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Sunday, June 13, 2021

Music for the Soul

A festival will celebrate the country’s treasure trove of musical traditions through baithaks, performances, discussions and films.

Written by Pallavi Chattopadhyay |
October 3, 2019 1:25:37 am
The Shillong Chamber Choir

With a career that began years before the Partition, singer Asha Bhosle has rendered the most hummable hits for decades. Be it Chura liya hai tumne jo dil ko (Yaadon Ki Baaraat), Aao huzoor tumko (Kismat) or In aankhon ki masti ke (Umrao Jaan), her versatility has been hailed by the most sought after. Lyricist and poet Prasoon Joshi wanted to chronicle her life, what makes her tick, what keeps the 86-year-old playback singer still active, and her choice of music. Beginning October 4, at the three-day long Raymond MTV India Music Summit 2019, in The Fairmont, Jaipur, adman Joshi hopes to know more about Bhosle, who entered the Guinness World Records in 2011 for recording 11,000 songs in 20 languages. “I want to know more about the acting in her voice. She is not only melodious and has the perfect voice but one who has given voice to many actresses, one that is full of emotions. There’s a storyteller in her voice,” says Joshi, a mentor for the festival, about his upcoming conversation with the artiste.

Asha Bhosle

The third edition of the music summit brings a platter of India’s musical traditions on one platform through baithaks, conversations and performances, in over 50 sessions. There’s the duo Rajan and Sajan Mishra from the Banaras gharana paying an ode to their city, and the Shillong Chamber Choir from Meghalaya, winner of India’s Got Talent, who will participate in the festival. The latter’s rendition of Vande Mataram that was chosen during the Chandrayaan-2 mission last month, will ring at the festival too. The choir’s founder Neil Nongkynrih will stage excerpts from his new opera Sohlyngngem, set in the Shillong of 1800s, as he weaves together a hybrid of Khasi folk music, western classical and Hindustani classical music to highlight Meghalaya’s dying language of Khasi. “People preserve forests and endangered species. This is my effort to preserve the language,” he says.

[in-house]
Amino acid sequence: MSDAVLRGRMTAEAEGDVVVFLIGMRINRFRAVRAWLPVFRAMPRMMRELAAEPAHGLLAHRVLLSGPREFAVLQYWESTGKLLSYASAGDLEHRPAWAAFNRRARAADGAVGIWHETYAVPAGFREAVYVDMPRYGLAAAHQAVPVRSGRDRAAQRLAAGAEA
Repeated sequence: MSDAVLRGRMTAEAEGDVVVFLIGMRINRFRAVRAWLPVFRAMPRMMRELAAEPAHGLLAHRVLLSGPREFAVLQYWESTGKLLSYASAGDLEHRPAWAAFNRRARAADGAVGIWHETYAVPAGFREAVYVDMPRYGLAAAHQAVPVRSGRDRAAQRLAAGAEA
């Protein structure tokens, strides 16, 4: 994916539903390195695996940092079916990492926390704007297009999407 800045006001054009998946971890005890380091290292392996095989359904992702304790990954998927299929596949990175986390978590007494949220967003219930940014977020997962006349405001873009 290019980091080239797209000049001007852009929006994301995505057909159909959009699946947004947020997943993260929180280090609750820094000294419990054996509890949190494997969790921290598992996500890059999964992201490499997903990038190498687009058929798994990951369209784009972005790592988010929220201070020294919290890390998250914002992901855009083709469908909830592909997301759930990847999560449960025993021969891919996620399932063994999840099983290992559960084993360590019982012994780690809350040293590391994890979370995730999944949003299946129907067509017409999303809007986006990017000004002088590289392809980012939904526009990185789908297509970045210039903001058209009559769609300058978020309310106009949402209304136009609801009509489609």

Prasoon Joshi

Fourteen-year-old Chennai piano prodigy Lydian Nadhaswaram, who has mastered the art of playing two pianos at the same time, is excited about his upcoming stint at Jaipur. He informs that he will be tracing the bumblebee’s steps in the minute-long Flight of the Bumblebee. Ustad Mazhar Ali Khan, classical vocalist of the Patiala gharana, will hold a masterclass on the basic requirements of vocal music, and improving voice and embellishing ragas. He says, “I will bring out the beauty of the Patiala gharana through live demonstrations and gayaki. It will be a mix of both theoretical and practical knowledge.” The highlight will be his and brother Jawad Ali Khan’s showcase of what comprised the beauty of the music of their grandfather, Ustad Bade Ghulam Ali Khan.

Lydian Nadhaswaram

The face of contemporary Indian music, the emerging hip-hop scene being its finest example, will be seen through a performance by Delhi-based Punjabi rapper Prabh Deep, whose compositions are peppered with what he sees around him — the increasing and alarming usage of drugs, poverty, suicide rates and unemployment. Films on stalwarts of Indian music include the National award-winning film Zikr Us Parivash Ka, a reminder of Begum Akhtar’s music through the lens of filmmaker Nirmal Chander Dandriyal. It will be followed by Gully Life – The Story of Divine, a peak into Mumbai’s rap sensation Vivian Fernandes aka Divine, who inspired Zoya Akhtar’s Gully Boy.

Tickets available on Bookmyshow

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